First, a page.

Why we kill: understanding violence across cultures and disciplines
Loucks, Nancy and Holt, Sally Smith and Adler, Joanna R. (2009) Why we kill: understanding violence across cultures and disciplines. Loucks, Nancy and Smith Holt, Sally and Adler, Joanna R., eds. Middlesex University Press, London. ISBN 9781904750420
Infanticide, serial killings, war, terrorism, abortion, honour killings, euthanasia, suicide bombings and genocide; all involve taking of life. Put most simply, all involve killing one or more other people. Yet cultural context influences heavily how one perceives all of these, and indeed, some readers of this paragraph may already have thought: 'But surely that doesn't belong with those others, that's not really killing.'
For such an evolved species, human beings can be violent far beyond the point of inhumanity. Why We Kill: Understanding violence across cultures and disciplines examines this violence in many of its manifestations, exploring how culture plays a role in people's understanding of violent action.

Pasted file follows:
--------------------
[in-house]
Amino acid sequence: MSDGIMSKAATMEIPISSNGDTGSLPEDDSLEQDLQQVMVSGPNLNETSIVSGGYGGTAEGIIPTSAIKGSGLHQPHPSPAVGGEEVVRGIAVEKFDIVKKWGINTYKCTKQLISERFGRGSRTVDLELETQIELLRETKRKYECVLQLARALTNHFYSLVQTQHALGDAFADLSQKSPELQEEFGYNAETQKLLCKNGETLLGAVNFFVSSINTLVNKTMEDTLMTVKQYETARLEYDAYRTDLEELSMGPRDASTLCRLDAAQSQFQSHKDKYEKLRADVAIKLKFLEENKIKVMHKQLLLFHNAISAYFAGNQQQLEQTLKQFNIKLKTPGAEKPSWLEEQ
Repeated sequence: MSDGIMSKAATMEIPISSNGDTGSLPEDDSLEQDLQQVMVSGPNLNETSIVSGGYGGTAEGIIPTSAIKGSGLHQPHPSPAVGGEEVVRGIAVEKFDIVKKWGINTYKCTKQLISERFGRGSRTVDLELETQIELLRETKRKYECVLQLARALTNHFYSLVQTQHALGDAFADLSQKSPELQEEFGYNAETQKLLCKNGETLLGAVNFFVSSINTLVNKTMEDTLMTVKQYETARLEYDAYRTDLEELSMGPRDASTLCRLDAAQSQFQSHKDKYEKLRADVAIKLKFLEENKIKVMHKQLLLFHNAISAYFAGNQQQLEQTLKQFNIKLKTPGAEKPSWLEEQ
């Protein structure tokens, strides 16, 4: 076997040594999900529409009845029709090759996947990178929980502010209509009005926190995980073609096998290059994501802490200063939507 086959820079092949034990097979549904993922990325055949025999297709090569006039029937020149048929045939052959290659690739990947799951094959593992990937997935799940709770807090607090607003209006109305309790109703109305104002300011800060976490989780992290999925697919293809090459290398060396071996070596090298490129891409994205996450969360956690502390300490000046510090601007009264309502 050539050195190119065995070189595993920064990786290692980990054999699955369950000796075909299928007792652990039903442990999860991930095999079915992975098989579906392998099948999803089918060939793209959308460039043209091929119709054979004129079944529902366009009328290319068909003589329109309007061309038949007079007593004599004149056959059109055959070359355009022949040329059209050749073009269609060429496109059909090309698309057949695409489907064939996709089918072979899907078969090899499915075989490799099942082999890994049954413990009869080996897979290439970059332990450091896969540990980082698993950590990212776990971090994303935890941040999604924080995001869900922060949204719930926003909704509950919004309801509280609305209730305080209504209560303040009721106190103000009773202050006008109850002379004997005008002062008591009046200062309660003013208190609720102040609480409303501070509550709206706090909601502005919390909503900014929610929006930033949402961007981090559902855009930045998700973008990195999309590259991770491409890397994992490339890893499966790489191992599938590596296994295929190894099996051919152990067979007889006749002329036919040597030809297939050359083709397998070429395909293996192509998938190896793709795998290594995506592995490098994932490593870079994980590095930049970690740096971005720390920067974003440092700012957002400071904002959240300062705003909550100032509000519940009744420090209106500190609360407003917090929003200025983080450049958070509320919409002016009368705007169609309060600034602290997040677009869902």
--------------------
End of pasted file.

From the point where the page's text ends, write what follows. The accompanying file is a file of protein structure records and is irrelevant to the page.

From the first chapter, which tries to understand multiple forms of domestic homicide including infanticide, filicide, spousal homicide and honour killings, to the final chapter's bone-chilling account of the massacre at Murambi in Rwanda, this fascinating book makes compelling reading.
|Research Areas:||A. > School of Science and Technology > Psychology > Forensic Psychology Research Group
A. > School of Science and Technology > Psychology
|Notes on copyright:||Middlesex University press handed all copyright to authors before it closed down.|
|Depositing User:||Mrs Sue Black|
|Date Deposited:||08 Apr 2010 14:37|
|Last Modified:||13 Oct 2016 14:18|
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